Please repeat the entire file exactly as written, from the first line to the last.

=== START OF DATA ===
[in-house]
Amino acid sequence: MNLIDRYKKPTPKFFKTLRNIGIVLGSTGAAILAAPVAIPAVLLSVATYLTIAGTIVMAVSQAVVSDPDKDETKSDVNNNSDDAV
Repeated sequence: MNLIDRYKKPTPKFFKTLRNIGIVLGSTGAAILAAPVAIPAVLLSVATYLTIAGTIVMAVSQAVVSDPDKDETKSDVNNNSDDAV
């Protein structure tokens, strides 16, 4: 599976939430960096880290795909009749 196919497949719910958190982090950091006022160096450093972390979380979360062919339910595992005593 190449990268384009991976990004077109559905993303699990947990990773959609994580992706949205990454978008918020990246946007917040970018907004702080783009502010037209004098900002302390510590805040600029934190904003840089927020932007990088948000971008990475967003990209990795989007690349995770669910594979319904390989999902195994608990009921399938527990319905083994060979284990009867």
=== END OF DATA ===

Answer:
[in-house]
Amino acid sequence: MNLIDRYKKPTPKFFKTLRNIGIVLGSTGAAILAAPVAIPAVLLSVATYLTIAGTIVMAVSQAVVSDPDKDETKSDVNNNSDDAV
Repeated sequence: MNLIDRYKKPTPKFFKTLRNIGIVLGSTGAAILAAPVAIPAVLLSVATYLTIAGTIVMAVSQAVVSDPDKDETKSDVNNNSDDAV
């Protein structure tokens, strides 16, 4: 599976939430960096880290795909009749 196919497949719910958190982090950091006022160096450093972390979380979360062919339910595992005593 190449990268384009991976990004077109559905993303699990947990990773959609994580992706949205990454978008918020990246946007917040970018907004702080783009502010037209004098900002302390510590805040600029934190904003840089927020932007990088948000971008990475967003990209990795989007690349995770669910594979319904390989999902195994608990009921399938527990319905083994060979284990009867």